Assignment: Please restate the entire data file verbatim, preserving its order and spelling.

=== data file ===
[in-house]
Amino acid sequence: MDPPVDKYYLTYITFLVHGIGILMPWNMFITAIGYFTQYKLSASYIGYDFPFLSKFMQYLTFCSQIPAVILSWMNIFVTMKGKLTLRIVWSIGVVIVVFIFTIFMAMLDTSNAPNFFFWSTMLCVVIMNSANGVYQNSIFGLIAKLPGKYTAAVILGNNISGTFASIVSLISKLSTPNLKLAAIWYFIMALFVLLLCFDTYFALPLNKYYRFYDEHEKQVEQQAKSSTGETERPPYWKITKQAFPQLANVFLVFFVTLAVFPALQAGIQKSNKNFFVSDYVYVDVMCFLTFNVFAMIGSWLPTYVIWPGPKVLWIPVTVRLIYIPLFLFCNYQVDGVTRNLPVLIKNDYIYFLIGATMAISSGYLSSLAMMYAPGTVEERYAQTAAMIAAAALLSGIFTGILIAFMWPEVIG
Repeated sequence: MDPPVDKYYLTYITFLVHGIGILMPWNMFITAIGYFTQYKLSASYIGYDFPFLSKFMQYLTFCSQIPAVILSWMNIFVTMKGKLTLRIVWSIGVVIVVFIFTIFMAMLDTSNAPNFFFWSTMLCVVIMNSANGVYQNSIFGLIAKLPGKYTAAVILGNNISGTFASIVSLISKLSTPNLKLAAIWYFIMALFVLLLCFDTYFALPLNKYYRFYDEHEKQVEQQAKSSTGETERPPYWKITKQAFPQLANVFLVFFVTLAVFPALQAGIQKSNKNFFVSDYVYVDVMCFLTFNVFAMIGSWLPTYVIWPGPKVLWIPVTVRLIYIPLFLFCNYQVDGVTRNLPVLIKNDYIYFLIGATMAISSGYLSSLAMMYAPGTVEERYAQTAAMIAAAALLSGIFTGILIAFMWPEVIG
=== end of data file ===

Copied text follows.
[in-house]
Amino acid sequence: MDPPVDKYYLTYITFLVHGIGILMPWNMFITAIGYFTQYKLSASYIGYDFPFLSKFMQYLTFCSQIPAVILSWMNIFVTMKGKLTLRIVWSIGVVIVVFIFTIFMAMLDTSNAPNFFFWSTMLCVVIMNSANGVYQNSIFGLIAKLPGKYTAAVILGNNISGTFASIVSLISKLSTPNLKLAAIWYFIMALFVLLLCFDTYFALPLNKYYRFYDEHEKQVEQQAKSSTGETERPPYWKITKQAFPQLANVFLVFFVTLAVFPALQAGIQKSNKNFFVSDYVYVDVMCFLTFNVFAMIGSWLPTYVIWPGPKVLWIPVTVRLIYIPLFLFCNYQVDGVTRNLPVLIKNDYIYFLIGATMAISSGYLSSLAMMYAPGTVEERYAQTAAMIAAAALLSGIFTGILIAFMWPEVIG
Repeated sequence: MDPPVDKYYLTYITFLVHGIGILMPWNMFITAIGYFTQYKLSASYIGYDFPFLSKFMQYLTFCSQIPAVILSWMNIFVTMKGKLTLRIVWSIGVVIVVFIFTIFMAMLDTSNAPNFFFWSTMLCVVIMNSANGVYQNSIFGLIAKLPGKYTAAVILGNNISGTFASIVSLISKLSTPNLKLAAIWYFIMALFVLLLCFDTYFALPLNKYYRFYDEHEKQVEQQAKSSTGETERPPYWKITKQAFPQLANVFLVFFVTLAVFPALQAGIQKSNKNFFVSDYVYVDVMCFLTFNVFAMIGSWLPTYVIWPGPKVLWIPVTVRLIYIPLFLFCNYQVDGVTRNLPVLIKNDYIYFLIGATMAISSGYLSSLAMMYAPGTVEERYAQTAAMIAAAALLSGIFTGILIAFMWPEVIG